Sunday’s first reading (Acts 13) nudges us toward the start of Paul’s first missionary journey. Paul and Barnabas reached Antioch in Pisidia (the other Antioch), preached up a storm, gathered many new disciples, and then experienced profound rejection. That fluctuation between success and apparent failure enabled them to get a handle on what God wanted. The evidence of their lives – carefully considered and with a soul-deep desires to know what God wants – indicated that they should keep moving. They should not spend more time in that Antioch. Paul and Barnabas evidently discerned well. So did the people who came to hear them. Paul, Barnabas, and their true supporters got a handle on what God wanted them to do. They remind us that we too have what it takes to discern well. We don’t always discern God’s desire but we always can.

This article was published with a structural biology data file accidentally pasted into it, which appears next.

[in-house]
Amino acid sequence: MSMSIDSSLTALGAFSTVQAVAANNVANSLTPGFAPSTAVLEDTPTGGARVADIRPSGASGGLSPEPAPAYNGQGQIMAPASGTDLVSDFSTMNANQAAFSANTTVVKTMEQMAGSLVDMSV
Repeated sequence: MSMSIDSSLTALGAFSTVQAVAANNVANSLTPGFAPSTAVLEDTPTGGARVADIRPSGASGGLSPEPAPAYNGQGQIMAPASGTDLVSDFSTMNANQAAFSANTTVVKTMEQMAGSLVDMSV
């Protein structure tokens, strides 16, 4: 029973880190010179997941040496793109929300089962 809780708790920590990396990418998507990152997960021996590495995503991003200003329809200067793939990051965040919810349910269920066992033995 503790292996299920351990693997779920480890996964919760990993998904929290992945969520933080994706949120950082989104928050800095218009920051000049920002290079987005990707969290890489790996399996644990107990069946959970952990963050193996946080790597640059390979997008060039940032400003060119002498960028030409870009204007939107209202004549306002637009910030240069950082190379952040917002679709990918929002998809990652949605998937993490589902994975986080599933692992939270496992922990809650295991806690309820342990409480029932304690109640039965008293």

Jesus reminds us of that truth in the unconditional claims he makes in Sunday’s gospel (John 10). Jesus invokes no conditions or limits in His three-phrase-assertion: “My sheep hear my voice; I know them, and they follow me.” It can help to rephrase that claim and to imagine Jesus speaking it directly to us: “You are my sheep; you hear my voice; I know you; and you follow me.” The words express Jesus’ confidence in our ability to discern. If we could not discern, He would say neither “you hear my voice” nor “you follow me.”
The bishops at the Second Vatican Council further remind us of our ability to know what God wants. In a brilliant passage from the document “Gaudiem et Spes,” which has been included in the newest Code of Canon Law as Canon 1776, the bishops assert (again rephrased so it is addressed TO you rather than written ABOUT you”: